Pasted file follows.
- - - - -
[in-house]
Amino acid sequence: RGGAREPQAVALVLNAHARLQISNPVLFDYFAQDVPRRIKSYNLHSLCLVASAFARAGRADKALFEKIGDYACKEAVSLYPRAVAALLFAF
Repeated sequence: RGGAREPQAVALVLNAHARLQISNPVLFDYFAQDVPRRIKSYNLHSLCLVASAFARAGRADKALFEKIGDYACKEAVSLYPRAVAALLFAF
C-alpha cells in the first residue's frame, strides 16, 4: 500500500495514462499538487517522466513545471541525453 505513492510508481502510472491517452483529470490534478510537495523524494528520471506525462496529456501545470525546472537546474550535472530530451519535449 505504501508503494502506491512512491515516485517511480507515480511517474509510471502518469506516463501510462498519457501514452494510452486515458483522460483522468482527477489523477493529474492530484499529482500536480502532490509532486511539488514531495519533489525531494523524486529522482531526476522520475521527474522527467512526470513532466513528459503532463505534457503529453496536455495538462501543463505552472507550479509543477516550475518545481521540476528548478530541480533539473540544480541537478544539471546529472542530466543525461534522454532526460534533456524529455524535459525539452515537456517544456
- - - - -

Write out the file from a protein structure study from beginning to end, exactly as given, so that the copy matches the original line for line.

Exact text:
[in-house]
Amino acid sequence: RGGAREPQAVALVLNAHARLQISNPVLFDYFAQDVPRRIKSYNLHSLCLVASAFARAGRADKALFEKIGDYACKEAVSLYPRAVAALLFAF
Repeated sequence: RGGAREPQAVALVLNAHARLQISNPVLFDYFAQDVPRRIKSYNLHSLCLVASAFARAGRADKALFEKIGDYACKEAVSLYPRAVAALLFAF
C-alpha cells in the first residue's frame, strides 16, 4: 500500500495514462499538487517522466513545471541525453 505513492510508481502510472491517452483529470490534478510537495523524494528520471506525462496529456501545470525546472537546474550535472530530451519535449 505504501508503494502506491512512491515516485517511480507515480511517474509510471502518469506516463501510462498519457501514452494510452486515458483522460483522468482527477489523477493529474492530484499529482500536480502532490509532486511539488514531495519533489525531494523524486529522482531526476522520475521527474522527467512526470513532466513528459503532463505534457503529453496536455495538462501543463505552472507550479509543477516550475518545481521540476528548478530541480533539473540544480541537478544539471546529472542530466543525461534522454532526460534533456524529455524535459525539452515537456517544456